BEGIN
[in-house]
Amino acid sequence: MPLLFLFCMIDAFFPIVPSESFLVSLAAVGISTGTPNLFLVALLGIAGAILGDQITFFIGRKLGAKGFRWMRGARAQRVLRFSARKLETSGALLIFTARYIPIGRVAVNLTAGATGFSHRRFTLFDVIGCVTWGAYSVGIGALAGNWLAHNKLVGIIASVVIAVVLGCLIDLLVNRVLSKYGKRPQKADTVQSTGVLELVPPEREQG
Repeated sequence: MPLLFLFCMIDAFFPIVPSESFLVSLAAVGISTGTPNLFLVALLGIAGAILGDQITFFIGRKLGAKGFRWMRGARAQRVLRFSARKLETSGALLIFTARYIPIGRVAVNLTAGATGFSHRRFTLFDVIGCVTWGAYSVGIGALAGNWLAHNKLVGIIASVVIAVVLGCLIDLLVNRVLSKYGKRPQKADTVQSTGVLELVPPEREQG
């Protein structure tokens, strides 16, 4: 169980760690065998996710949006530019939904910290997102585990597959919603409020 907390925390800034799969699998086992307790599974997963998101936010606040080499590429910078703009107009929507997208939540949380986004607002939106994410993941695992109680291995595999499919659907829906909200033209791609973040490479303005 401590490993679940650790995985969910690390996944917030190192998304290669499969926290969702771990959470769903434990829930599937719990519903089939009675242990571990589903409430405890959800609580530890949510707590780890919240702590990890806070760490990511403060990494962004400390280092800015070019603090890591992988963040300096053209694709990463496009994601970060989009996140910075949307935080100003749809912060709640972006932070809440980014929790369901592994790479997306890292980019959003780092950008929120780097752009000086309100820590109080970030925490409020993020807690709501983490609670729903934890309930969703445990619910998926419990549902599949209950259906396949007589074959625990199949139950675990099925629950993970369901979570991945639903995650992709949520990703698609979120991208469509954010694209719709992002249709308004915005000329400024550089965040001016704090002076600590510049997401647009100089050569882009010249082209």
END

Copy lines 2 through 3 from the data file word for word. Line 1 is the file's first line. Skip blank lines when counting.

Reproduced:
Amino acid sequence: MPLLFLFCMIDAFFPIVPSESFLVSLAAVGISTGTPNLFLVALLGIAGAILGDQITFFIGRKLGAKGFRWMRGARAQRVLRFSARKLETSGALLIFTARYIPIGRVAVNLTAGATGFSHRRFTLFDVIGCVTWGAYSVGIGALAGNWLAHNKLVGIIASVVIAVVLGCLIDLLVNRVLSKYGKRPQKADTVQSTGVLELVPPEREQG
Repeated sequence: MPLLFLFCMIDAFFPIVPSESFLVSLAAVGISTGTPNLFLVALLGIAGAILGDQITFFIGRKLGAKGFRWMRGARAQRVLRFSARKLETSGALLIFTARYIPIGRVAVNLTAGATGFSHRRFTLFDVIGCVTWGAYSVGIGALAGNWLAHNKLVGIIASVVIAVVLGCLIDLLVNRVLSKYGKRPQKADTVQSTGVLELVPPEREQG